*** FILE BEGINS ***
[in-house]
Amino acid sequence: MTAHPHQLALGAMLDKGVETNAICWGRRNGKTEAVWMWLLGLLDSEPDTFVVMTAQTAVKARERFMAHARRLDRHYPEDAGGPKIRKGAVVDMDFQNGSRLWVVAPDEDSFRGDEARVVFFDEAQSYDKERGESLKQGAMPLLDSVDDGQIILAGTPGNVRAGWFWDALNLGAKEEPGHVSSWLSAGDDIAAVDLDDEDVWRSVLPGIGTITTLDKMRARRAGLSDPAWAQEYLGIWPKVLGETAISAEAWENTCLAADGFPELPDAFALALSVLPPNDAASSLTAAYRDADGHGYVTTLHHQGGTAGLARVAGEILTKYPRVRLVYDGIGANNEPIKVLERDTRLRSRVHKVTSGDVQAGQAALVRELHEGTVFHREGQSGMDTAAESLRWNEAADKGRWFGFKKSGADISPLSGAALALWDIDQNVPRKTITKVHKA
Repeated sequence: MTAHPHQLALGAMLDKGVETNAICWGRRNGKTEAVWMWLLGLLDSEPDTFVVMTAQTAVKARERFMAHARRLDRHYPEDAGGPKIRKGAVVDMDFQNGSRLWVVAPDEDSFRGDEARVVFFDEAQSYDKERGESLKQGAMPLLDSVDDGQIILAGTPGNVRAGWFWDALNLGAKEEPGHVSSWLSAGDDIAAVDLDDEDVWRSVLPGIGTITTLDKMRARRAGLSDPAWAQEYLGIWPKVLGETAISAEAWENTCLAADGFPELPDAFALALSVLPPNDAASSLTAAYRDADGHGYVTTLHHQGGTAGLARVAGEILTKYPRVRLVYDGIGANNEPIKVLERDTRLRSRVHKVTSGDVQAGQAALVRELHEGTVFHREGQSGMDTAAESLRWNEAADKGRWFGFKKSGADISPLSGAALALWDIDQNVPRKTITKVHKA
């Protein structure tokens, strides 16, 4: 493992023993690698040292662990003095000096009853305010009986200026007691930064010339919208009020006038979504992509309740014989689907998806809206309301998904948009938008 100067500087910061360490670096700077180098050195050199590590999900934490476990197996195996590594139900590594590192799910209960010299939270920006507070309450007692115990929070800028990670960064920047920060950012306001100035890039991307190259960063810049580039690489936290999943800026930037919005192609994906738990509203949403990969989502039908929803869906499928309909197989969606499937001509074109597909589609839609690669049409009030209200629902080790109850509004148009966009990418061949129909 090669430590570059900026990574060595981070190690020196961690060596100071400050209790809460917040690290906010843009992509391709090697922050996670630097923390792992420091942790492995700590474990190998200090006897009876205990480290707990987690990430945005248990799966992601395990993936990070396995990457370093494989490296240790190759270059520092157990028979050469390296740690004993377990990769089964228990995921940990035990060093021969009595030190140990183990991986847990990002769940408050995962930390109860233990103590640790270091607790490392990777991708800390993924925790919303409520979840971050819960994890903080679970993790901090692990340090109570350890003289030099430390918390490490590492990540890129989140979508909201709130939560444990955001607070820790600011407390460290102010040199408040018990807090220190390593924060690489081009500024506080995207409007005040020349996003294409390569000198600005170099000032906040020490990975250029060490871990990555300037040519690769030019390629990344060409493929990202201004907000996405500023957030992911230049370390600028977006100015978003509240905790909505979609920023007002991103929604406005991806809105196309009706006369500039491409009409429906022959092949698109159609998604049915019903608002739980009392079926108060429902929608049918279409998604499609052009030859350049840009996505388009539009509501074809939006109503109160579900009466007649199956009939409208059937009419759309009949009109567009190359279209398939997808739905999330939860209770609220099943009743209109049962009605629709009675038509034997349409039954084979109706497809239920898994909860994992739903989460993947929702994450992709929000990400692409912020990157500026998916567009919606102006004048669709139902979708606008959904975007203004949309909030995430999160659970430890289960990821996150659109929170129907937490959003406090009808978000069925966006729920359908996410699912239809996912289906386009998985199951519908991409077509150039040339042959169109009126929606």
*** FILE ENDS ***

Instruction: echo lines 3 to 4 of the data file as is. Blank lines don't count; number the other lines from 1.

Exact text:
Repeated sequence: MTAHPHQLALGAMLDKGVETNAICWGRRNGKTEAVWMWLLGLLDSEPDTFVVMTAQTAVKARERFMAHARRLDRHYPEDAGGPKIRKGAVVDMDFQNGSRLWVVAPDEDSFRGDEARVVFFDEAQSYDKERGESLKQGAMPLLDSVDDGQIILAGTPGNVRAGWFWDALNLGAKEEPGHVSSWLSAGDDIAAVDLDDEDVWRSVLPGIGTITTLDKMRARRAGLSDPAWAQEYLGIWPKVLGETAISAEAWENTCLAADGFPELPDAFALALSVLPPNDAASSLTAAYRDADGHGYVTTLHHQGGTAGLARVAGEILTKYPRVRLVYDGIGANNEPIKVLERDTRLRSRVHKVTSGDVQAGQAALVRELHEGTVFHREGQSGMDTAAESLRWNEAADKGRWFGFKKSGADISPLSGAALALWDIDQNVPRKTITKVHKA
């Protein structure tokens, strides 16, 4: 493992023993690698040292662990003095000096009853305010009986200026007691930064010339919208009020006038979504992509309740014989689907998806809206309301998904948009938008 100067500087910061360490670096700077180098050195050199590590999900934490476990197996195996590594139900590594590192799910209960010299939270920006507070309450007692115990929070800028990670960064920047920060950012306001100035890039991307190259960063810049580039690489936290999943800026930037919005192609994906738990509203949403990969989502039908929803869906499928309909197989969606499937001509074109597909589609839609690669049409009030209200629902080790109850509004148009966009990418061949129909 090669430590570059900026990574060595981070190690020196961690060596100071400050209790809460917040690290906010843009992509391709090697922050996670630097923390792992420091942790492995700590474990190998200090006897009876205990480290707990987690990430945005248990799966992601395990993936990070396995990457370093494989490296240790190759270059520092157990028979050469390296740690004993377990990769089964228990995921940990035990060093021969009595030190140990183990991986847990990002769940408050995962930390109860233990103590640790270091607790490392990777991708800390993924925790919303409520979840971050819960994890903080679970993790901090692990340090109570350890003289030099430390918390490490590492990540890129989140979508909201709130939560444990955001607070820790600011407390460290102010040199408040018990807090220190390593924060690489081009500024506080995207409007005040020349996003294409390569000198600005170099000032906040020490990975250029060490871990990555300037040519690769030019390629990344060409493929990202201004907000996405500023957030992911230049370390600028977006100015978003509240905790909505979609920023007002991103929604406005991806809105196309009706006369500039491409009409429906022959092949698109159609998604049915019903608002739980009392079926108060429902929608049918279409998604499609052009030859350049840009996505388009539009509501074809939006109503109160579900009466007649199956009939409208059937009419759309009949009109567009190359279209398939997808739905999330939860209770609220099943009743209109049962009605629709009675038509034997349409039954084979109706497809239920898994909860994992739903989460993947929702994450992709929000990400692409912020990157500026998916567009919606102006004048669709139902979708606008959904975007203004949309909030995430999160659970430890289960990821996150659109929170129907937490959003406090009808978000069925966006729920359908996410699912239809996912289906386009998985199951519908991409077509150039040339042959169109009126929606």